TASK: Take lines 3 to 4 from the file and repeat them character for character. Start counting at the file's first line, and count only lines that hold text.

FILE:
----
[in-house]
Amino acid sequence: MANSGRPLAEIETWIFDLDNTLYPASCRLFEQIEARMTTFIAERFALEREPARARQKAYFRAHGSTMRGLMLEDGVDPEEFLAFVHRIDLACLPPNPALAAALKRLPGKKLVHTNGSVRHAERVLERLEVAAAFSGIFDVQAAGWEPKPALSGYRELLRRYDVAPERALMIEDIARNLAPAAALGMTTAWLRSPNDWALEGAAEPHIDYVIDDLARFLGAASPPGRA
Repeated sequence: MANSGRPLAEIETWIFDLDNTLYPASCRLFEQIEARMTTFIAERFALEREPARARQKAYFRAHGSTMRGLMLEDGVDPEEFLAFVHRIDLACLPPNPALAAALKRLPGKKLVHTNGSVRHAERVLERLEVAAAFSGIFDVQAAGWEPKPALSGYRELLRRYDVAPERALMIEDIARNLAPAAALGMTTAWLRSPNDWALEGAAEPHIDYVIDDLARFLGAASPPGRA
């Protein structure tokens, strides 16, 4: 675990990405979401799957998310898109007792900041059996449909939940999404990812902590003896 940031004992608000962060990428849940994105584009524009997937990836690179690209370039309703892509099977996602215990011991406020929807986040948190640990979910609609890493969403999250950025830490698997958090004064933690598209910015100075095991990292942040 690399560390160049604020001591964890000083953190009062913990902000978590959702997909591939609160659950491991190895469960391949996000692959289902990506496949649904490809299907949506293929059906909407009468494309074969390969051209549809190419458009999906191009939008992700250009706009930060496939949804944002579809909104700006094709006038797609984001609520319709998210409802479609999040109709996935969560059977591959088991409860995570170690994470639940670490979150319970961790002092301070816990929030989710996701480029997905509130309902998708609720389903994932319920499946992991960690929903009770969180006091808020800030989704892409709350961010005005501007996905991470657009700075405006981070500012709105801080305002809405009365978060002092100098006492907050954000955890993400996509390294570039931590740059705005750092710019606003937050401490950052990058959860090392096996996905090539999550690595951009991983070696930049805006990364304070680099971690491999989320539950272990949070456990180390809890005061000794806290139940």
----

Repeated sequence: MANSGRPLAEIETWIFDLDNTLYPASCRLFEQIEARMTTFIAERFALEREPARARQKAYFRAHGSTMRGLMLEDGVDPEEFLAFVHRIDLACLPPNPALAAALKRLPGKKLVHTNGSVRHAERVLERLEVAAAFSGIFDVQAAGWEPKPALSGYRELLRRYDVAPERALMIEDIARNLAPAAALGMTTAWLRSPNDWALEGAAEPHIDYVIDDLARFLGAASPPGRA
């Protein structure tokens, strides 16, 4: 675990990405979401799957998310898109007792900041059996449909939940999404990812902590003896 940031004992608000962060990428849940994105584009524009997937990836690179690209370039309703892509099977996602215990011991406020929807986040948190640990979910609609890493969403999250950025830490698997958090004064933690598209910015100075095991990292942040 690399560390160049604020001591964890000083953190009062913990902000978590959702997909591939609160659950491991190895469960391949996000692959289902990506496949649904490809299907949506293929059906909407009468494309074969390969051209549809190419458009999906191009939008992700250009706009930060496939949804944002579809909104700006094709006038797609984001609520319709998210409802479609999040109709996935969560059977591959088991409860995570170690994470639940670490979150319970961790002092301070816990929030989710996701480029997905509130309902998708609720389903994932319920499946992991960690929903009770969180006091808020800030989704892409709350961010005005501007996905991470657009700075405006981070500012709105801080305002809405009365978060002092100098006492907050954000955890993400996509390294570039931590740059705005750092710019606003937050401490950052990058959860090392096996996905090539999550690595951009991983070696930049805006990364304070680099971690491999989320539950272990949070456990180390809890005061000794806290139940």